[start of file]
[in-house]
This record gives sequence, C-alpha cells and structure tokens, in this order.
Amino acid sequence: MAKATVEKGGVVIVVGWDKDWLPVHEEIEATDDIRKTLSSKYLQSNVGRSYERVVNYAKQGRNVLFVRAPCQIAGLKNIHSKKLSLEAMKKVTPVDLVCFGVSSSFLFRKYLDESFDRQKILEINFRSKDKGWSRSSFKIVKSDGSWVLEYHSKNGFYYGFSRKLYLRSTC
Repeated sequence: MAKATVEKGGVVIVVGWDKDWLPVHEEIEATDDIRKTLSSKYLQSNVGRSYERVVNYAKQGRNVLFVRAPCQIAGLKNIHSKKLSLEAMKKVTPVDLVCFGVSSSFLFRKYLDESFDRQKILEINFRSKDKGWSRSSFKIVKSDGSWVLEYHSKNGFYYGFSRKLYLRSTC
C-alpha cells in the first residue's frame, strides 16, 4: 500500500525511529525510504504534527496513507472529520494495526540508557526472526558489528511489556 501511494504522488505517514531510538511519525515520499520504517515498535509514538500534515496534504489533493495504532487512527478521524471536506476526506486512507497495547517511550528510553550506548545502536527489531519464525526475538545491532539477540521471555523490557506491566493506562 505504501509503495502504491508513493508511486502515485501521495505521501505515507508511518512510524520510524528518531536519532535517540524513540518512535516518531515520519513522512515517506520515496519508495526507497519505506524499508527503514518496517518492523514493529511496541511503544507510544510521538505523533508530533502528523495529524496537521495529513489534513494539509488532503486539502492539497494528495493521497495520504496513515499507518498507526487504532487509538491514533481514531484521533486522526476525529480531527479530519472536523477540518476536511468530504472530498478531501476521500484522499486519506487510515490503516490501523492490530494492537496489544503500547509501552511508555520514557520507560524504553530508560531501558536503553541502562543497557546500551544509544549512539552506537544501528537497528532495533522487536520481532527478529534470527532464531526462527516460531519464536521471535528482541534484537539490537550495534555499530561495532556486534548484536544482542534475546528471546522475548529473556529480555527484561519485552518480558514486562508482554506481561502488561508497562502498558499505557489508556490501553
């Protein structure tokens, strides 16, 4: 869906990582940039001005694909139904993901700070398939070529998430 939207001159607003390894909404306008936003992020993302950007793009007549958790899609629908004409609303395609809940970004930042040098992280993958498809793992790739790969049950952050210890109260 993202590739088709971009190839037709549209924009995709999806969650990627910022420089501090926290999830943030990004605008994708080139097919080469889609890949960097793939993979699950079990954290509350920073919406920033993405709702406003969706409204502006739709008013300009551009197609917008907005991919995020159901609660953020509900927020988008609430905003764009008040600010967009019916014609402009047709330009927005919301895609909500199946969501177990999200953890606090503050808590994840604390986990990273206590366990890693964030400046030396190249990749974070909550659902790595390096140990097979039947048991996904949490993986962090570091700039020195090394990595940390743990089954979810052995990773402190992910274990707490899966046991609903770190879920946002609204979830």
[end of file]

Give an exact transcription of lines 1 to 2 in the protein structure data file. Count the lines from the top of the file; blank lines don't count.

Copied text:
[in-house]
This record gives sequence, C-alpha cells and structure tokens, in this order.